Using finer grit sandpaper or sand sponge (100+ grit), sand until smooth to the touch, removing any rough spots, burrs, and loose pieces/splinters. Wipe down well and run your hand over it to feel for any additional areas to sand. If staining, apply first coat and have a clean rag ready to wipe off. Start at one corner and work around the entire piece, then go back to where you started to begin wiping off. Repeat if darker color is desired, but keep in mind the poly will adjust the color slightly also. If painting, one coat will likely be fine, unless you really don’t want to see any wood grain come through, then repeat with 2-3 additional coats. You can acquire a stencil (etsy and amazon are good sources for these, checkout StencilRev), mylar stencils works well for this project, and can be reusable if you want to add multiple logos to the board or elsewhere. Another option is simply purchasing vinyl stickers. Much more costly, particularly for larger ones and if you already have paint. But you will have pre-designed options with stickers and they’re easier to apply than painting a logo. If stenciling, less paint is better, particularly around the edges of the stencil. You want to just dab it with a nice paint brush, it is amazingly easy to push the paint under the stencil. There are various ways to create your own logo; cut it out of paper, use tape to layer different colors… these are beyond the scope of this article, but feel free to get as crafty as you would like since this wood piece is essentially artwork in your gym. Try and choose/order the stencil/design/vinyl sticker you want before you begin gathering all the locally sourced materials so you’re not waiting on a shipment or designing a logo while all this plywood sits around.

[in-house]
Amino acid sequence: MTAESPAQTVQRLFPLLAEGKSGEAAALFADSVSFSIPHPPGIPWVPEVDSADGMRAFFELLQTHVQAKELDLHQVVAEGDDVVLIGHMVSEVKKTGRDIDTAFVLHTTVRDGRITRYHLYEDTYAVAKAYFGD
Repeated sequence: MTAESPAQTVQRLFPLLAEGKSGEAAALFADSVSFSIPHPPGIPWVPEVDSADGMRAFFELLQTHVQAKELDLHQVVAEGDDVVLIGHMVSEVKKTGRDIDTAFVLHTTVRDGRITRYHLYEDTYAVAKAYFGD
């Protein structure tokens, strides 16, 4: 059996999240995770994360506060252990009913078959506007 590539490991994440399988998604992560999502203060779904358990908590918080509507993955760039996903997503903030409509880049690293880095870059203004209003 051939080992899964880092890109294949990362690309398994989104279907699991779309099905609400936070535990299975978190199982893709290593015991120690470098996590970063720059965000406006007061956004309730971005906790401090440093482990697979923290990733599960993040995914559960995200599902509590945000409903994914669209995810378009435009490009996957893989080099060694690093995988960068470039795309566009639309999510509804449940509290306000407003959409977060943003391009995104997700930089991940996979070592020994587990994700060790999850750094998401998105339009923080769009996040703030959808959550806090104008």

Once this nicer plywood is stained/painted/logoed/stickered etc… you can begin adding coats of polyurethane. Follow instructions on the type you choose, remember to add additive/sand if desired, and apply 2-3 coats within the timeframe provided.
Prepare the cheaper plywood pieces by using the same kind of sandpaper or sand sponge as used previously. Your goal here is just to remove loose pieces, burrs and then wipe down. This doesn’t need to be as detailed as the nicer plywood piece. If you live in an area with high humidity and heat, it will add some protection to coat poly on these pieces. This will also help if you sweat a lot or accidently dump that gallon jug of water all over your floor, as it will inevitably leak between the top layer onto the plywood. It’s an extra step if you have time and feel like you want the added protection. Keep in mind the polyurethane for floors usually only comes in gallon jugs (~$45), so you will likely have plenty leftover if you were only planning on using it for the main oak/maple piece.